27 August 2019

Leveraged Loans—A Tale of Two Markets

By Ryan Kohan

Many of the recent headlines about leveraged loans have highlighted the 40-week streak of retail fund outflows from the loan asset class, according to Lipper. The outflows have been driven by investors’ views that rates will continue to fall. While this technical has affected the loan market, retail funds now comprise approximately 12% of the overall investor base in leveraged loans, down from 17% at its peak in October 2018, according to J.P.Morgan. Thus, the impact on loan asset demand has been more muted than most articles would suggest. In fact, what has primarily occurred is a bifurcation of credit quality returns. A key additional driver in this split of the market has been the steady continued issuance of CLOs, which now comprise approximately 68% of the loan market and drive a significant portion of demand. Given the various tests that CLOs must comply with—including weighted average rating factor (WARF), weighted average spread (WAS), diversity and minimum tranche size—the CLO buyer base generally skews toward higher quality, larger tranche deals.

As a result, we have seen a technically driven bifurcation in the loan market that has led to heightened demand for B+ and above rated corporate deals (CLO demand), while B/B- and lower rated corporate deals have not had the same market value appreciation since the December 2018 dip (e.g., traditionally retail funds, high-yield crossover accounts, institutional accounts).

To put this in context, since the beginning of 2019, BB loan bids have improved 3.58 points to 98.88% versus single B loan bids, which have only traded up 1.96 points to 96.58%. YTD total returns for BBs have been approximately 6.98% versus 5.96% for single-B loans.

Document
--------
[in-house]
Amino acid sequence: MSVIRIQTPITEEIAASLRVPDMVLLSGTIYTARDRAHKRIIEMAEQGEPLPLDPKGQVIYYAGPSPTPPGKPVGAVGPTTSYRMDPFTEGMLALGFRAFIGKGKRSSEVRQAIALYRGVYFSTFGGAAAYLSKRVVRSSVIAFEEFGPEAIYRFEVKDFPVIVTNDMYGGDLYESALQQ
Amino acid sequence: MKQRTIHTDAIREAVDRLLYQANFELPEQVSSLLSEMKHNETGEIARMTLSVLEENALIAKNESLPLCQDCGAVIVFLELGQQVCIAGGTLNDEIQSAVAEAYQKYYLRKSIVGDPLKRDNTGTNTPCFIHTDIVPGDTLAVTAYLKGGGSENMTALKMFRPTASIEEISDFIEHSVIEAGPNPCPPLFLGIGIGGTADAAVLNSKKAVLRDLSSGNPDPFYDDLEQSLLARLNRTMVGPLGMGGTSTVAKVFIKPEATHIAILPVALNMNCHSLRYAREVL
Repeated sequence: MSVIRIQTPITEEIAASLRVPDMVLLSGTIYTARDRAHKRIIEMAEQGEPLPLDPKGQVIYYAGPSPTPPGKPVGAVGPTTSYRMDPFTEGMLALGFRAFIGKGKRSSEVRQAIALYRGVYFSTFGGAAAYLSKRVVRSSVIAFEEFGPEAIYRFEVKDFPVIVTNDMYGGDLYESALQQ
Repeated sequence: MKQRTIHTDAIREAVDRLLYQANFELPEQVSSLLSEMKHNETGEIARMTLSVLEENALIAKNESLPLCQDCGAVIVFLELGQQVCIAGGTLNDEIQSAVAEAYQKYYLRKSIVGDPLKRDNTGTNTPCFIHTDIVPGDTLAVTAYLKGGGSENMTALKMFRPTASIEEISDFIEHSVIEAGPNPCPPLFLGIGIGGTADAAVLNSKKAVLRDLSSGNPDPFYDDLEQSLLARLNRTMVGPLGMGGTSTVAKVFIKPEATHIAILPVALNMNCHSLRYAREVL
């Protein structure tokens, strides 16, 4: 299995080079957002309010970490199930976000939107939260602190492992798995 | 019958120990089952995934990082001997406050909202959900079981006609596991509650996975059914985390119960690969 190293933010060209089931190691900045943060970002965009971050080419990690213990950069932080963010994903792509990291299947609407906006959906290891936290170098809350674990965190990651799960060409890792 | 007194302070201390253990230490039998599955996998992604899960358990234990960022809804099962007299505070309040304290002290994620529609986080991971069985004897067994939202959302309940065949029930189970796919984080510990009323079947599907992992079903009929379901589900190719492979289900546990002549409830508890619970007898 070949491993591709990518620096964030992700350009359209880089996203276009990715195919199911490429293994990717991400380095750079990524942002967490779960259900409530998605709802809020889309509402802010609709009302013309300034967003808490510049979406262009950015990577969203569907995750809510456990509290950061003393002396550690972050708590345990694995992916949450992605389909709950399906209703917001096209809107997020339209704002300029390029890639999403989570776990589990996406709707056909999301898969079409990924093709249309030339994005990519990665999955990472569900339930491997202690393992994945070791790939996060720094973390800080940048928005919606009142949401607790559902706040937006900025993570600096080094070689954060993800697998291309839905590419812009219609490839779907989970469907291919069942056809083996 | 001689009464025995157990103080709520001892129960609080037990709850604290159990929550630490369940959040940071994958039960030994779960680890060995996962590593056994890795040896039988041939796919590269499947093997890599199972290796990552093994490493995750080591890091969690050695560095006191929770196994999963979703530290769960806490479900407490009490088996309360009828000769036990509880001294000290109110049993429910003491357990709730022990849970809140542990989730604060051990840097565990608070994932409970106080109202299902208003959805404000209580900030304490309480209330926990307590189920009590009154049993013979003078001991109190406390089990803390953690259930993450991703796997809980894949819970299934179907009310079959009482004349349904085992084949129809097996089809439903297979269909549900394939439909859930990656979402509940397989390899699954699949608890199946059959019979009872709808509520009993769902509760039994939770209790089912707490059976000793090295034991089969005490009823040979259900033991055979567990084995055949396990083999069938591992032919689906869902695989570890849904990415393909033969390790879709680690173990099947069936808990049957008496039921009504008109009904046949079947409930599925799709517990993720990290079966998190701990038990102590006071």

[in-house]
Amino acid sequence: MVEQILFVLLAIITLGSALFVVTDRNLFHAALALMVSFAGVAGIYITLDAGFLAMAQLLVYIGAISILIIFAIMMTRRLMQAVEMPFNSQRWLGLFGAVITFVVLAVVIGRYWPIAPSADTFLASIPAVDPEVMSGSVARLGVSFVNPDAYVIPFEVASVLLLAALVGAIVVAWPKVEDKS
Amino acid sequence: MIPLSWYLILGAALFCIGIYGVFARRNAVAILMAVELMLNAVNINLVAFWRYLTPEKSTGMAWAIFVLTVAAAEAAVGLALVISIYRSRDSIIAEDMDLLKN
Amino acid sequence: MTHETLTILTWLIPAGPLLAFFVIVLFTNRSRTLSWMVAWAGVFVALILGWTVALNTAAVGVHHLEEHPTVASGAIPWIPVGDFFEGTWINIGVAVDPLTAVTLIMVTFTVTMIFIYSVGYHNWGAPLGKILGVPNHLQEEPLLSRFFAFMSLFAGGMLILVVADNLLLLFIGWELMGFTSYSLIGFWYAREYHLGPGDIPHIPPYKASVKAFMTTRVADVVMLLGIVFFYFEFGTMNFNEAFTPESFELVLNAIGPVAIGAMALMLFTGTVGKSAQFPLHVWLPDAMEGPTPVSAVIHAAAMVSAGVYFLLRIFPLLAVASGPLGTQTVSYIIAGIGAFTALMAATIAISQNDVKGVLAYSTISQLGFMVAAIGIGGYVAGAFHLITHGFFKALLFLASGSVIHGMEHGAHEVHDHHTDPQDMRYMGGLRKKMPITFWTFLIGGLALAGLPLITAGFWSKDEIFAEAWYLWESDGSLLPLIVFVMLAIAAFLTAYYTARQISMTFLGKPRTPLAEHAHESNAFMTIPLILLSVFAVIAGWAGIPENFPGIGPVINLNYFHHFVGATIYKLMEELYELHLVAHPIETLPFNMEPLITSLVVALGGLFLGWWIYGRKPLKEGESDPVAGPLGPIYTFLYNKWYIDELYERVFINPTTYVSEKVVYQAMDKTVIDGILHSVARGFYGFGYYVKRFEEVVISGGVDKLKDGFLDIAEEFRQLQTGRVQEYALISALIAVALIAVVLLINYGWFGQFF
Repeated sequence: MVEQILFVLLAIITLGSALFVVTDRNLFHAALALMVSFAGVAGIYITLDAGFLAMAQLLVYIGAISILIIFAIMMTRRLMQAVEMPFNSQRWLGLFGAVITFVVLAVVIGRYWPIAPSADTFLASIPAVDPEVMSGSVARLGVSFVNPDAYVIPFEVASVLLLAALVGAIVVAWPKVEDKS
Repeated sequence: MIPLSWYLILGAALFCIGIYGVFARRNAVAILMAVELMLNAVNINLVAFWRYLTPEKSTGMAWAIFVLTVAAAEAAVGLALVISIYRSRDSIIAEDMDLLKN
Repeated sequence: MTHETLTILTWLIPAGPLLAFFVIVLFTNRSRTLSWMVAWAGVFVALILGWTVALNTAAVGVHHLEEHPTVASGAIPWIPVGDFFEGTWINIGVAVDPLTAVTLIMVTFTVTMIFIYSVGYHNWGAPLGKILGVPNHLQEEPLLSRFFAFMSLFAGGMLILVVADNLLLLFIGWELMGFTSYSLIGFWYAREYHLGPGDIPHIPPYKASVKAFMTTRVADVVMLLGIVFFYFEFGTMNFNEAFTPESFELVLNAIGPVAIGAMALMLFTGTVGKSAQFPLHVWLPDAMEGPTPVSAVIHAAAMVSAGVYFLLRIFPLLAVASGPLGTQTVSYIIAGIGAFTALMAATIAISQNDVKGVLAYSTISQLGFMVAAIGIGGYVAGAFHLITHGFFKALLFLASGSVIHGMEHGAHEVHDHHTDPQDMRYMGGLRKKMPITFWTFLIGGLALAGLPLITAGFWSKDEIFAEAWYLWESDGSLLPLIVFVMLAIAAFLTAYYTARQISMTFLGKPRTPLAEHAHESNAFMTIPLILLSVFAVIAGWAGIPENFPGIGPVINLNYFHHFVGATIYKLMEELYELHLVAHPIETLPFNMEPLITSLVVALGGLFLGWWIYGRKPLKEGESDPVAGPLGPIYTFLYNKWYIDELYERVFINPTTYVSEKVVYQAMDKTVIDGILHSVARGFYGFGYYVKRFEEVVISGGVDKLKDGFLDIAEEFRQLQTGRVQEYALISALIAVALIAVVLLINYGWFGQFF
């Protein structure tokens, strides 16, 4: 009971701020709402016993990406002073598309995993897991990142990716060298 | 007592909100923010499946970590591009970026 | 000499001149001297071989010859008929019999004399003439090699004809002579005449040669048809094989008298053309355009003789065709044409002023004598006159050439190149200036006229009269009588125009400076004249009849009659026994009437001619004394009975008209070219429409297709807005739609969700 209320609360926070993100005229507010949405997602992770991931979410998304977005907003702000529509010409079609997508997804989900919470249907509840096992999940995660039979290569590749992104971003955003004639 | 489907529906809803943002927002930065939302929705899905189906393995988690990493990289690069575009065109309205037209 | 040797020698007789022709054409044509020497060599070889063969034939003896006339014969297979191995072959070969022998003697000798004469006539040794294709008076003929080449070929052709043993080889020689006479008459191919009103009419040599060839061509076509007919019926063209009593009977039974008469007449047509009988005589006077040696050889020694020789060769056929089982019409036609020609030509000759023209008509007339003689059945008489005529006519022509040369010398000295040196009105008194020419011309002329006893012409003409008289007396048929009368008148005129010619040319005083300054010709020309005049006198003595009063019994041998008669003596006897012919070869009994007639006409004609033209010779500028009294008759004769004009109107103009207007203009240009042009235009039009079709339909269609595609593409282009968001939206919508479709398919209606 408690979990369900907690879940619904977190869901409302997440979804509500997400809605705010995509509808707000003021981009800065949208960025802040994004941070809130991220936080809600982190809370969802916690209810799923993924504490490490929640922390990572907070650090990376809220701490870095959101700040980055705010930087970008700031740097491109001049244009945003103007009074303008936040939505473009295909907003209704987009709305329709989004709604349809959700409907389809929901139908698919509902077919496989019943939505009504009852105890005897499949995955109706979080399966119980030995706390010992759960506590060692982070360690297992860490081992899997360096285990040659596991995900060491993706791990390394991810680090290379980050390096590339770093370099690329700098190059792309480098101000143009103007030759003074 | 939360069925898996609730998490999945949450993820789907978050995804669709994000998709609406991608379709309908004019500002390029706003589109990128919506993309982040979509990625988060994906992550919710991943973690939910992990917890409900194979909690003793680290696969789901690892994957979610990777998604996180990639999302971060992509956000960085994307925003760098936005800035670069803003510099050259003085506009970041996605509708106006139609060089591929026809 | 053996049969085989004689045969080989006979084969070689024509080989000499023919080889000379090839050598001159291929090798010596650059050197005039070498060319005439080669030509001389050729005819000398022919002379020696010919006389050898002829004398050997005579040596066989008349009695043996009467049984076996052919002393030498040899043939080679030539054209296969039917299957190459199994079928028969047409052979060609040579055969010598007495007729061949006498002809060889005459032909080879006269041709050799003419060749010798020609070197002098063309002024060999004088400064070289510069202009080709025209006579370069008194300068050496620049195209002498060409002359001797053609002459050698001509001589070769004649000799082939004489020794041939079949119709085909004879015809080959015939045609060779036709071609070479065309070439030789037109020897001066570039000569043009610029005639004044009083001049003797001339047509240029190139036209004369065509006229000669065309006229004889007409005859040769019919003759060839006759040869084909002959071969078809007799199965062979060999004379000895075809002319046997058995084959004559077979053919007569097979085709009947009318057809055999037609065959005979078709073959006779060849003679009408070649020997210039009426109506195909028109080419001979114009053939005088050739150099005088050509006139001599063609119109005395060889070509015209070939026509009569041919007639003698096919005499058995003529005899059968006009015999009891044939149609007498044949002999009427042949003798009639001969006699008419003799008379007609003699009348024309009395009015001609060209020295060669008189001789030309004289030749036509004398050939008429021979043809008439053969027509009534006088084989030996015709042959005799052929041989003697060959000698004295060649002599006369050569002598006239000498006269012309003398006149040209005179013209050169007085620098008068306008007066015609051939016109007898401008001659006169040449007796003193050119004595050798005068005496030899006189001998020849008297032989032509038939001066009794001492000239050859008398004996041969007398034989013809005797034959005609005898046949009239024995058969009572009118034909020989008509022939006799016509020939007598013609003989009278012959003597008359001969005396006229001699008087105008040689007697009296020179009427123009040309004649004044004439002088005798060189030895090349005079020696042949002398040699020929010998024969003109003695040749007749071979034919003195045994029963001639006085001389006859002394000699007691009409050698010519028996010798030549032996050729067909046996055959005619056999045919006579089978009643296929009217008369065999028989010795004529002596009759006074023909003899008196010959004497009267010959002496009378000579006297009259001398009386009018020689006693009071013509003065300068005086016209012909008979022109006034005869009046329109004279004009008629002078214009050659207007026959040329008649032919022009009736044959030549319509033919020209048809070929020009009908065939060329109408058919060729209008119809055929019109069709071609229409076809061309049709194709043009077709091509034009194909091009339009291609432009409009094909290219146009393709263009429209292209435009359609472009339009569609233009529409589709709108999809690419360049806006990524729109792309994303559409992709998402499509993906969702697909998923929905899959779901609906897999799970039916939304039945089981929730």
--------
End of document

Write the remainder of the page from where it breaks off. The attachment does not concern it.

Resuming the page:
Looking to recent fundamental results, we continue to believe this is primarily driven by the technicals, and creates an opportunity within the market. Observing 2Q19 results, we see low single digit EBITDA growth and ample cash flow coverage metrics from borrowers within the broader index. While we consider markets to be later in the credit cycle, the stable current fundamental backdrop, a muted near-term default rate outlook and a current loan index yield of 6.1% suggest that an attractive investment opportunity exists within the loan market.

We anticipate investors with single-B capacity will look to take advantage of this opportunity focused on the names with the strongest underlying fundamentals if any of the following factors transpire:

  1. High-yield crossover accounts return to the loan market due to relative yield attractiveness,
  2. Retail outflows moderate due to rate stabilization, or
  3. CLO issuance increases during September to print before year-end 2019, which requires vehicles to ramp loan assets through the remaining months of the year.

As we look to the beginning of September, we will be very focused on these aforementioned factors gaining momentum, and we will selectively position funds to seek to take advantage of the most attractive secondary opportunities.